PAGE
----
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# Equations of Rotational Motion

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Sections
Rotational Position & Displacement
Rotational Velocity & Acceleration
Types of Acceleration in Rotation
Rolling Motion (Free Wheels)
Equations of Rotational Motion
More Connect Wheels (Bicycles)
Intro to Connected Wheels
Converting Between Linear & Rotational

Concept #1: Equations of Rotational Motion

Transcript

Example #1: Rotational velocity of disc

Transcript

Here we have a heavy disc or a very heavy disc. The word very obviously doesn't do anything because it's not a number. A very heavy disc 20 meters in radius, so a disc I wanna draw it like that, radius of 20 meters takes 1 hour to make a complete revolution. The time to make a complete revolution is called period and it's big T. T is 1 hour which is 60*60 seconds or 3600 seconds. Remember, we always convert to the standard units which in this case seconds. It says accelerating from rest at a constant rate. Presumably the disc is rotating around itself because it doesn't say otherwise. It starts with zero, it accelerates at a constant rate. So IÕm gonna write _ = constant but it doesn't tell us what it is so we don't know. We want to know what rotational velocity will the disc have 1 hour after it starts accelerating. After 1 hour or in other words after 3600 seconds, what rotational velocity will be disc have? I'm going to do my little bracket here with my motion variables. Remember, motion variables are the V initial, V final, acceleration, _t and the displacement which in this case is __. I'm missing w initial, I'm missing w final over here. That's what we want to know, what's my final angular velocity. T isn't really one of the five variables so I put it outside. Remember, we're supposed to know three of these things. We know this and this and we got a target. There's two variables here that I don't know. But to solve this problem, I'm supposed to know three. You have to figure out which one you do know here. The idea for this question is that you're supposed to figure out that if the period is 3600 seconds or an hour and I want to know the velocity after that same amount of time, well if it's been a full hour which is how long it takes to make a full revolution, then my __ isÉ Let's see if you can figure this out. What would your delta theta be if it takes an hour to make a full spin and you want to know your __ after that one hour? This would be 2¹ because it's been an hour. An hour is how long it takes to make a full revolution so __ is 2¹. Notice how this wasn't explicitly given to you. It was given to you in a tricky way. Now we know three things and I can solve. This _ here is my ignored variable. Therefore I could go straight into the fourth equation. The fourth equation would work here. Just in case your professor doesn't let you do it with the fourth equation, I'm going to show you how to do it without using the fourth equation. But again, if you could just plug it in and it's going to be really easy. What we're going to have to do is instead of using the fourth equation or use two equations. Why? Because you're going to have to find _ first, and then you're going to have to find w final. If I'm looking for _ first, that means that my ignored variable, while I'm looking for _ is w final. It flips. I was looking for this variable. This one is the ignored. Actually I got to find this first, so this is the ignored. Which equation doesn't have w final? The third equation doesn't have w final. I'm going to go with the equation number 3 and it's going to be __ = w initial t + _ _t^2. We're looking for _. The initial velocity is zero so this is gone and I'm going to move everything out of the way. 2 comes up, __ and the t comes back down over here, _. 2, __ is 2¹ and the time is 3600^2. If you do this, I have it here, you get a very small number. 9.7 x 10^-7 and the reason why the acceleration is so slow is because it took an hour for this thing to complete a full circle. That's the acceleration. Once I know the acceleration, we're now looking for w final. I have four out of five variables which means I'm going to be able to use more flexibility. I'm going to be able to use any equation that has w final in it. I can use the first equation, w final = w initial + _t. w initial is zero. This is just this tiny number, 9.7x10^-7 times time which is 3600 seconds. If you multiply all this, you get 3.5x10^-3 radians per second. That's it for this one. Let me know if you got any questions.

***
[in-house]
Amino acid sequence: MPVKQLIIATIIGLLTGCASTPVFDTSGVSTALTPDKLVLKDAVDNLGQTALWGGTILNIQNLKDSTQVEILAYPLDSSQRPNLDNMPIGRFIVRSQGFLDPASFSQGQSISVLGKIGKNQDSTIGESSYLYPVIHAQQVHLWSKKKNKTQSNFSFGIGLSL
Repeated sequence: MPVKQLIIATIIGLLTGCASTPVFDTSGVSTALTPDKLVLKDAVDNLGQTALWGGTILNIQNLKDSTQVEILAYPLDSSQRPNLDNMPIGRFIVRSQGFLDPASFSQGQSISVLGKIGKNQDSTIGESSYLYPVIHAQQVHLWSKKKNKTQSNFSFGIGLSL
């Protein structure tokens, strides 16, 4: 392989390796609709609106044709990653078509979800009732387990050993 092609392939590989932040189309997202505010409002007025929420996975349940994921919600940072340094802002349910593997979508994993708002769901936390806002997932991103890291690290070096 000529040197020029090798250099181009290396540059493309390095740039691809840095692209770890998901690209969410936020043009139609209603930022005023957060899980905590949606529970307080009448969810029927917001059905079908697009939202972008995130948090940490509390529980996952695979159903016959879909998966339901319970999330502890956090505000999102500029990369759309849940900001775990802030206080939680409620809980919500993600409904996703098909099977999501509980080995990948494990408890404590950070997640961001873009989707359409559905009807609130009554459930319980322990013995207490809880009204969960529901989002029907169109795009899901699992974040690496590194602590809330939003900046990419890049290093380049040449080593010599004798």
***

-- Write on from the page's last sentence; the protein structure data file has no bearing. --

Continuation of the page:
Practice: A tiny object spins with 5 rad/s around a circular path of radius 10 m. The object then accelerates at 3 rad/s2. Calculate its angular speed 8 s after starting to accelerate.

BONUS: Calculate its linear displacement in the 8 s.

Practice: The turntable of a DJ set is spinning at a constant rate just before it is turned off. If the turntable decelerates at 3 rad/s2 and goes through an additional 30 rotations before stopping, how fast (in RPM) was the turntable initially spinning?

BONUS: How long (in seconds) does the turntable take to stop?